Secondary schools in England asked to deliver summer teaching as part of catch up plan
Secondary schools in England will be asked to consider opening during the summer period for face-to-face teaching, as a way to help pupils catch up after disruption to learning during the pandemic.
Covid restrictions put in place last March have seen many pupils lose around half a year in face-to-face learning, according to the Government.
The Government has now announced an extra £420million in funding, alongside £300milllion for catch up projects which was announced in January.
Prime Minister Boris Johnson has said this funding for schools in England will help ensure "no child is left behind" due to the coronavirus pandemic.
Mr Johnson said: “This extensive programme of catch-up funding will equip teachers with the tools and resources they need to support their pupils, and give children the opportunities they deserve to learn and fulfil their potential.”
Summer schools for Secondary schools
The recovery package includes summer provision which will be introduced for pupils who need it the most, such as incoming Year 7 pupils. One-to-one and small group tutoring schemes will also be expanded.
In order to deliver face-to-face summer schools, £200 million will be available to secondary schools.
The programme also includes a one-off £302 million “Recovery Premium” for primary and secondary schools to support disadvantaged pupils. This could include running additional clubs and activities in the summer, or implementing evidence-based approaches to help children from September.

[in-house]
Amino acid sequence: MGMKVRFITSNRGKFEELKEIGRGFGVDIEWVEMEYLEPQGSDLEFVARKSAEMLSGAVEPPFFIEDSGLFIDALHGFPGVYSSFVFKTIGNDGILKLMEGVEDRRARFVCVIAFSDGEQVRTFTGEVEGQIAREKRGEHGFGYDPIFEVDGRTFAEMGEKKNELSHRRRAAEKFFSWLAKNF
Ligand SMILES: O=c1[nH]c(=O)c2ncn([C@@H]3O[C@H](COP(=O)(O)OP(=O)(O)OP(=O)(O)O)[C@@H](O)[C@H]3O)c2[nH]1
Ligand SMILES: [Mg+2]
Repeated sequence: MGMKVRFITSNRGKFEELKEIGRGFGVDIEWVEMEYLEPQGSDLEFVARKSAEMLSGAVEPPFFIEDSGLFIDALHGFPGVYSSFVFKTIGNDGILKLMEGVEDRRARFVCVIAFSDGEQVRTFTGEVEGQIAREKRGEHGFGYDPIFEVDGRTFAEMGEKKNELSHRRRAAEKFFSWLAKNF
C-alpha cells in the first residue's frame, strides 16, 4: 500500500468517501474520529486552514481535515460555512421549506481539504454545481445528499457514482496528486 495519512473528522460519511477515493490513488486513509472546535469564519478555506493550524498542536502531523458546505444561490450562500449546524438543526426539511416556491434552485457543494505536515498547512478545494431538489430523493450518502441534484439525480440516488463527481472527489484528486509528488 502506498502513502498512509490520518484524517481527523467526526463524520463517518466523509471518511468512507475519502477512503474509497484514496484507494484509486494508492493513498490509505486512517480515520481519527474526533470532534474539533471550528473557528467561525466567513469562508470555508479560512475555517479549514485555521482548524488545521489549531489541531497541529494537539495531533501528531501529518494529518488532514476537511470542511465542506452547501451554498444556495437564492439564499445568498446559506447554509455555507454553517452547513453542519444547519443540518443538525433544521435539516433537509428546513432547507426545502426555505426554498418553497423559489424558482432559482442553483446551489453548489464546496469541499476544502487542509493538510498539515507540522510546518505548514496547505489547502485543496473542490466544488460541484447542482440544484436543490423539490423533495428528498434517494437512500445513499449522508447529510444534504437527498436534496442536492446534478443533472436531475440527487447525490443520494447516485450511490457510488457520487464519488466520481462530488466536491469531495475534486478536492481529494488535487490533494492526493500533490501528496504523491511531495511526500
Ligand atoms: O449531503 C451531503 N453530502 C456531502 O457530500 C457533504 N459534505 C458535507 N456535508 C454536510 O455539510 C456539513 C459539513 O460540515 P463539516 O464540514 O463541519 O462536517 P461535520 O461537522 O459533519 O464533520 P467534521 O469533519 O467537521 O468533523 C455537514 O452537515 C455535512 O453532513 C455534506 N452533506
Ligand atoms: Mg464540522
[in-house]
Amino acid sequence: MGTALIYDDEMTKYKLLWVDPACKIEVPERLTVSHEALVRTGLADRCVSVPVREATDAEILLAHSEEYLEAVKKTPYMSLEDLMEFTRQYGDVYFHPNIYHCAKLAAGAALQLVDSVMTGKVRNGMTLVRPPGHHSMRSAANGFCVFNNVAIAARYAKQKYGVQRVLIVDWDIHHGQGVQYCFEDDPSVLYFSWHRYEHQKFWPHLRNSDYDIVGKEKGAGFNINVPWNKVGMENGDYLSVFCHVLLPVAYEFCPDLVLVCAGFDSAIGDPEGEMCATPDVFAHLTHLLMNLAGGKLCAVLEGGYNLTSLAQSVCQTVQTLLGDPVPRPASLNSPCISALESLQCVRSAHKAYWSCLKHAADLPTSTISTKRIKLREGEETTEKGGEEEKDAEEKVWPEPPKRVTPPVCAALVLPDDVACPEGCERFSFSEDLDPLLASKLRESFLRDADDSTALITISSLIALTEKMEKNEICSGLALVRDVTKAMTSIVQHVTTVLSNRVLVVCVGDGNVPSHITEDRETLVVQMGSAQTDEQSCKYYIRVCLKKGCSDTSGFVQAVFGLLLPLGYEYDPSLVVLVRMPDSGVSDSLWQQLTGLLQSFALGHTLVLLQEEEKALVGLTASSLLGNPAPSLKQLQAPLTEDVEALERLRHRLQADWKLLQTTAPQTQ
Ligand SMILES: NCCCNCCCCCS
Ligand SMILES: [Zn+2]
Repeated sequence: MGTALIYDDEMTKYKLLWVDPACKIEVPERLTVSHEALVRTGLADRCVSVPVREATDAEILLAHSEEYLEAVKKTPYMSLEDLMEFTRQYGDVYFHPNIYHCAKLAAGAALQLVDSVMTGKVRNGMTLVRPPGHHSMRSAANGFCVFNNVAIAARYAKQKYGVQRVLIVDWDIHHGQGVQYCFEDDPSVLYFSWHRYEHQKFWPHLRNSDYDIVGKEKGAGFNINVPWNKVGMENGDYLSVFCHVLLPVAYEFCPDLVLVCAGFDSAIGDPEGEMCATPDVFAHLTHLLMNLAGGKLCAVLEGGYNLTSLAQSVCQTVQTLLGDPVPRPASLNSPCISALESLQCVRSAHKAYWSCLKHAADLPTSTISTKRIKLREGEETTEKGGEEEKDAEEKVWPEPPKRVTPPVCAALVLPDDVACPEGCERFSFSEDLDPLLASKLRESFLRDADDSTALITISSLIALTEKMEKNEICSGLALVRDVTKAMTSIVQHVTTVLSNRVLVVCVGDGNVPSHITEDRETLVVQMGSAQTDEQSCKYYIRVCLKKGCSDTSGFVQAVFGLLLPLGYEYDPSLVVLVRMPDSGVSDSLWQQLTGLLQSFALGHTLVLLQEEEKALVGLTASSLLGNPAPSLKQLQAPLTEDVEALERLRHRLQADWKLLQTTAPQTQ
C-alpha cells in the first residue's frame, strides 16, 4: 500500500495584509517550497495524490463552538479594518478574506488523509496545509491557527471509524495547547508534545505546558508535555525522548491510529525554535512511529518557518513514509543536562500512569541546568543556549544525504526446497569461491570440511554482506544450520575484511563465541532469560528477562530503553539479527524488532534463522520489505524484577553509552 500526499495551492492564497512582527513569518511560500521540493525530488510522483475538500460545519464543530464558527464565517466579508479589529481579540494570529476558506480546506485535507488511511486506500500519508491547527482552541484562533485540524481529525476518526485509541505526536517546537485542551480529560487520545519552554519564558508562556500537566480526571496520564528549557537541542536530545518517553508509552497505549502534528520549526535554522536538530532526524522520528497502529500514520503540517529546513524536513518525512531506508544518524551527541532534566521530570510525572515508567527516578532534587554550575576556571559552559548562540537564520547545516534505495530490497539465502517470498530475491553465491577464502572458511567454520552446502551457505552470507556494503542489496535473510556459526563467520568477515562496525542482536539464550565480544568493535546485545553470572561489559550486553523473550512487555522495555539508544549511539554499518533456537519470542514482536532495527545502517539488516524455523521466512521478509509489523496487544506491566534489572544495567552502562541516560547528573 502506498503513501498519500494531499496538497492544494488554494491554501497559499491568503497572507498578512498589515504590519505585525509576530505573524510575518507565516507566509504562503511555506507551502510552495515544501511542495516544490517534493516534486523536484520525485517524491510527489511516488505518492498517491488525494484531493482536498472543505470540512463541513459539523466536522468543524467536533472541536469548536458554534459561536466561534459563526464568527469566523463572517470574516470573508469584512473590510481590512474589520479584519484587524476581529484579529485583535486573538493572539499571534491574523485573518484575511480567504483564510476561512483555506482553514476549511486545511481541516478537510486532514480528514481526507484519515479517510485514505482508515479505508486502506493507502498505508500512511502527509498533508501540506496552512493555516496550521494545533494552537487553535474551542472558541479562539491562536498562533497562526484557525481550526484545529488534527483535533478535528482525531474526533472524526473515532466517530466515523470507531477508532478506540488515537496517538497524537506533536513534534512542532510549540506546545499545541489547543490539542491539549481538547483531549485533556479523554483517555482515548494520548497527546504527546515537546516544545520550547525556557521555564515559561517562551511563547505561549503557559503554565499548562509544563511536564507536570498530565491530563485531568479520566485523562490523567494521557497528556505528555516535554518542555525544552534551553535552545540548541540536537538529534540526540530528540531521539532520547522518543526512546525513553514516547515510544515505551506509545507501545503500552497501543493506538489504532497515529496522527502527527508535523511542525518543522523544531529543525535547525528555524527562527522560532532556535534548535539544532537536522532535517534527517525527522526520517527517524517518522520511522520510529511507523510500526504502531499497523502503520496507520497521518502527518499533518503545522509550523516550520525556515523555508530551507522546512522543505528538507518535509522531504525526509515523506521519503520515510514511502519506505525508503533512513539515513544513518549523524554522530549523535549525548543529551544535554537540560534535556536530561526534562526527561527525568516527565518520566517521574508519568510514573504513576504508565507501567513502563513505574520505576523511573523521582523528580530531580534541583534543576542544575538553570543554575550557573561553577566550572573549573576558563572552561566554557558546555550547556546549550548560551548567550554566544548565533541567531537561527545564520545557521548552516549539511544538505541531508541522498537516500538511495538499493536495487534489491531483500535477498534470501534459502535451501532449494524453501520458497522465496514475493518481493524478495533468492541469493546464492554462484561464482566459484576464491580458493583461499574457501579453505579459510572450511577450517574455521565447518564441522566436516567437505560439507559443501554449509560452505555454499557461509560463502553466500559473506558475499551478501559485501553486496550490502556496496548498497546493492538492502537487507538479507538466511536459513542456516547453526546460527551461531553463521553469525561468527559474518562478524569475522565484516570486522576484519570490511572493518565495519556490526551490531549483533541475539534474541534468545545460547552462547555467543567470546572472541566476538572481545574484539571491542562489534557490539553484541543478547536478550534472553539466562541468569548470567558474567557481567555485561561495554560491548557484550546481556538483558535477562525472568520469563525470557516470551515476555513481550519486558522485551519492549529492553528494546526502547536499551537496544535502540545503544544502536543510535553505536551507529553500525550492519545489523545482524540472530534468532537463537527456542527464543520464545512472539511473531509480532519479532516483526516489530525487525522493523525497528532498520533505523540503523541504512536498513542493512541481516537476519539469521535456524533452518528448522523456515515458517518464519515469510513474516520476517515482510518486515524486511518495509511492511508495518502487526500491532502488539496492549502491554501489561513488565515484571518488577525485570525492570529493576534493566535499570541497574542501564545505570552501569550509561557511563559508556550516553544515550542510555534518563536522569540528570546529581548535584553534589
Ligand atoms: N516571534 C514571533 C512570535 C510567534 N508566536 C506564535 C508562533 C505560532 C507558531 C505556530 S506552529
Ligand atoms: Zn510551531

Education Secretary Gavin Williamson said the average primary school will receive around £6,000 in extra funding, and the average secondary school will get around £22,000 extra in recovery premium payments.
The £720m government funding package includes:
A one-off £302m "recovery premium" for state primary and secondary schools to boost summer schooling, clubs and activities£200m to fund face-to-face secondary summer schools, with teachers in charge of deciding which pupils benefitAn expanded national tutoring programme for primary and secondary pupils and an extended tuition fund for 16 to 19-year-olds - also worth £200m£18m funding to support early-years language development
The Department for Education also said that “a range of high-quality online resources will be available for all teachers and pupils, starting from the summer term and throughout summer holidays.
“These will be provided by Oak National Academy, to help give pupils the confidence they are ready for the next academic year.”
Mr Williamson said: “Our package of measures will deliver vital support to the children and young people who need it most, making sure everyone has the same opportunity to fulfil their potential no matter their background.”
However, Paul Whiteman, general secretary of school leaders’ union NAHT, said it is important to make sure students don’t get “overwhelmed”.
Mr Whiteman said: “Summers schools will be of value for some pupils but it will be important not to overwhelm students. Recovery cannot happen in a single summer.”